Winning any Nobel Prize - let alone the celebrated Nobel Peace Prize - is usually a cause for national jubilation.
But in Pakistan the excitement felt by some at the news that 17-year-old Malala Yousafzai has become the youngest person ever to win the peace prize has been met in equal part by antagonism.
On social media congratulatory messages were followed closely by scornful and sarcastic ones.
It did not even make the grade for Pakistani TV's typically hysterical breaking news marathons. Many Pakistanis would not even have known she was up for the award.
Indeed, journalist Tariq Khattack , actually condemned it, telling the BBC: "It's a political decision and a conspiracy."
"She is a normal, useless type of a girl. Nothing in her is special at all. She's selling what the West will buy."
This kind of talk will seem utterly incomprehensible to most observers, including many in Pakistan, but it has been an all too common view expressed in the two years since Malala was shot in the head by Taliban militants.
Of course most political leaders said the prize was well-deserved. Prime Minister Nawaz Sharif and former President Asif Zardari congratulated her and the people of Pakistan on this rare achievement, saying she had done the nation proud.
A few girls' schools in Punjab offered thanksgiving prayers.
But in Malala's hometown of Mingora in north-western Pakistan, it remained a quiet Friday.
Many were busy with prayers when the news arrived. Most schools were closed for Eid, and those that were open did not have any special celebrations.
It was in this town that Malala defied the draconian edicts of the Taliban and made a bold stand in favour of education.
As a schoolgirl she wrote a diary for BBC Urdu under a pseudonym, and when the Taliban were forced out of the region by the military in 2009, she launched an open campaign.
She became an international celebrity after she was shot in the head by militant gunmen in 2012 but she remain in the UK where she received treatment, largely because it is not safe for her to return home.
While many in Pakistan have praised her for her desire for education and her courage to make a stand for it, many others view her as a stooge of the west, as someone the Americans have set up to become a role model and misguide Pakistani Muslims.
"The Americans and Malala's father conspired to get her shot so she can become a hero," was the somewhat surprising conclusion of one editor of a Mingora-based newspaper some months ago.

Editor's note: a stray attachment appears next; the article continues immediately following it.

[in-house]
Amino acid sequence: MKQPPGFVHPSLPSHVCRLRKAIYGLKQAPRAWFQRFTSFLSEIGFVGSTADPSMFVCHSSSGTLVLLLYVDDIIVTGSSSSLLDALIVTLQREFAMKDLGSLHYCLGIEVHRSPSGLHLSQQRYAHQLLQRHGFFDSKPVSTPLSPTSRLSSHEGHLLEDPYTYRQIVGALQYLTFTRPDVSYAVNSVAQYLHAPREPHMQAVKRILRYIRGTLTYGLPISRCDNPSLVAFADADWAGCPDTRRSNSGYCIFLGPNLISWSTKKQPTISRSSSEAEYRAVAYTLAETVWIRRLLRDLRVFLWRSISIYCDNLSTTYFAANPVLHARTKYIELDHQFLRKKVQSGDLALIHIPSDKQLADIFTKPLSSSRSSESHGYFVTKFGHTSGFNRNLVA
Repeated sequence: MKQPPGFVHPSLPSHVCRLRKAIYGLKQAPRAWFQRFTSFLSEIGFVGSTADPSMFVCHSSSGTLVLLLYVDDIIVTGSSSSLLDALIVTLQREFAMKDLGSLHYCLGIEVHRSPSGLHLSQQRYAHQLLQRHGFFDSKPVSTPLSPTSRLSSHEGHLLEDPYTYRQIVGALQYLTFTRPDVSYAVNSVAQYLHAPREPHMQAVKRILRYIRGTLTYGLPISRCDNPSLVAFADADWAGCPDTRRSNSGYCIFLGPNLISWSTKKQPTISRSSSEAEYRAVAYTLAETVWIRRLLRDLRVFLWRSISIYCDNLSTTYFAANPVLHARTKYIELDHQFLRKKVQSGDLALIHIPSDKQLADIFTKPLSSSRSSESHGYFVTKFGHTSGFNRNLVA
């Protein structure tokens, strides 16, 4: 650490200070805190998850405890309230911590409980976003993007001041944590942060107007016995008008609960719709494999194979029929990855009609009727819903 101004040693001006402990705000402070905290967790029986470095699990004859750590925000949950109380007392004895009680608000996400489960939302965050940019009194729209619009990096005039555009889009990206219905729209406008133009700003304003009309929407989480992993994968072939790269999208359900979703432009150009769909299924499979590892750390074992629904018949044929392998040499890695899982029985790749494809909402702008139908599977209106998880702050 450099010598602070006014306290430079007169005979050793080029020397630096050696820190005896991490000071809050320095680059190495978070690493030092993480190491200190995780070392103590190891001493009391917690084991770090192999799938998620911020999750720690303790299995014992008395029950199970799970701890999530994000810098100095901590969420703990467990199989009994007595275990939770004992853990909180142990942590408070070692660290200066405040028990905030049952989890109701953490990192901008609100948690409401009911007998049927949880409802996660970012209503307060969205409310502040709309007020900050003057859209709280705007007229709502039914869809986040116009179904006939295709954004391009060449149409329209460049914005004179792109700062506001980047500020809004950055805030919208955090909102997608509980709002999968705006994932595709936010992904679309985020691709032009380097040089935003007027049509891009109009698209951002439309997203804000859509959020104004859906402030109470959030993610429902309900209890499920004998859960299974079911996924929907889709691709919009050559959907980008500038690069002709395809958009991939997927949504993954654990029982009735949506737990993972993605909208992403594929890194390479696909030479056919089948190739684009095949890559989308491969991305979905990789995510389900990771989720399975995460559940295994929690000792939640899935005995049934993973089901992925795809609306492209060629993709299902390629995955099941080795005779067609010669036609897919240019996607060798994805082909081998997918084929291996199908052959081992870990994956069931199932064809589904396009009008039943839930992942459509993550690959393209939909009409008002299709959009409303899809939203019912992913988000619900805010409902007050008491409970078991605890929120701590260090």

One Islamabad housewife said: "What has she done to deserve [the Nobel prize]? She may be brave, but she's only a child. They should have waited 10 years and let her make a mark among the deprived sections of the society."
It is a view that has infuriated many more liberal Pakistanis who made their anger known on Twitter, excoriating those who tried to belittle this win.
This division in views on Malala is for the most part symptomatic of a division that dates from the partition of India and the creation of Pakistan.
Malala's father, Ziauddin Yousafzai, who has been her guide and mentor, is associated with ANP, a political party that links up with the Red Shirt movement. This is a secular force of Pashtun nationalists that was allied to Mahatma Gandhi's All India Congress and opposed the Indian partition.
After independence, the Red Shirts were dubbed as traitors and Indian agents, and often persecuted by successive military regimes that used religion and religious groups to garner support and legitimacy.
As the only political party in the Taliban-infested north-west to publicly call itself secular, the ANP suffered major setbacks during the last few years when scores of its leaders and activists were assassinated by militants. And while it still has a large support base, opposition to its outlook has been growing.
Even Tariq Khattack felt the need to make mention of Malala's father in his BBC interview.
"Her father is a good salesman, that's it, and the daughter has also become a salesgirl, dancing to the tune of the West. They don't deserve anything," he said.
So the mixed reaction that Malala has attracted can be partly explained in terms of her political heritage in a society where religion - and an enduring perception of the West as the enemy of Islam - has come to dominate public discourse.
Pakistan's other laureate
And she is not alone in this.
In fact, she is the second Pakistani to win the Nobel prize.
The country's first Nobel laureate, physicist Dr Abdus Salam, belonged to the Ahmadi community, which was declared un-Islamic in 1970s.
Nobody, not even the government, has in living memory observed either his birthday or the anniversary of his death.
Malala's pedigree may prove to be slightly more tolerable.
Correction 13 October 2014: This article originally referred to Tarik Khattack as editor of the Pakistan Observer. This was not a position he held with the paper, which he left earlier this year.